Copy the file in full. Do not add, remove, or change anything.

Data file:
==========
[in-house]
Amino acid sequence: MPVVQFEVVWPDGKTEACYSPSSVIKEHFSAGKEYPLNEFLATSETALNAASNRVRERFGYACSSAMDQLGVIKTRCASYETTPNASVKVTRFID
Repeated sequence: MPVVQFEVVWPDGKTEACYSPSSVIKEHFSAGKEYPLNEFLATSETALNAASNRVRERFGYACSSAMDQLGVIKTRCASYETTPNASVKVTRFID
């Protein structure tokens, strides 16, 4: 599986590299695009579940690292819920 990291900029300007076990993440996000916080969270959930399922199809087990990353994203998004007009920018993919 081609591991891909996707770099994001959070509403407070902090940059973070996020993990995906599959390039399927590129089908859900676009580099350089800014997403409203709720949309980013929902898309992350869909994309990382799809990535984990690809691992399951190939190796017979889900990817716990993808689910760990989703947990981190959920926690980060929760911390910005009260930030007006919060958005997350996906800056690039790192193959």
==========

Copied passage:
[in-house]
Amino acid sequence: MPVVQFEVVWPDGKTEACYSPSSVIKEHFSAGKEYPLNEFLATSETALNAASNRVRERFGYACSSAMDQLGVIKTRCASYETTPNASVKVTRFID
Repeated sequence: MPVVQFEVVWPDGKTEACYSPSSVIKEHFSAGKEYPLNEFLATSETALNAASNRVRERFGYACSSAMDQLGVIKTRCASYETTPNASVKVTRFID
């Protein structure tokens, strides 16, 4: 599986590299695009579940690292819920 990291900029300007076990993440996000916080969270959930399922199809087990990353994203998004007009920018993919 081609591991891909996707770099994001959070509403407070902090940059973070996020993990995906599959390039399927590129089908859900676009580099350089800014997403409203709720949309980013929902898309992350869909994309990382799809990535984990690809691992399951190939190796017979889900990817716990993808689910760990989703947990981190959920926690980060929760911390910005009260930030007006919060958005997350996906800056690039790192193959």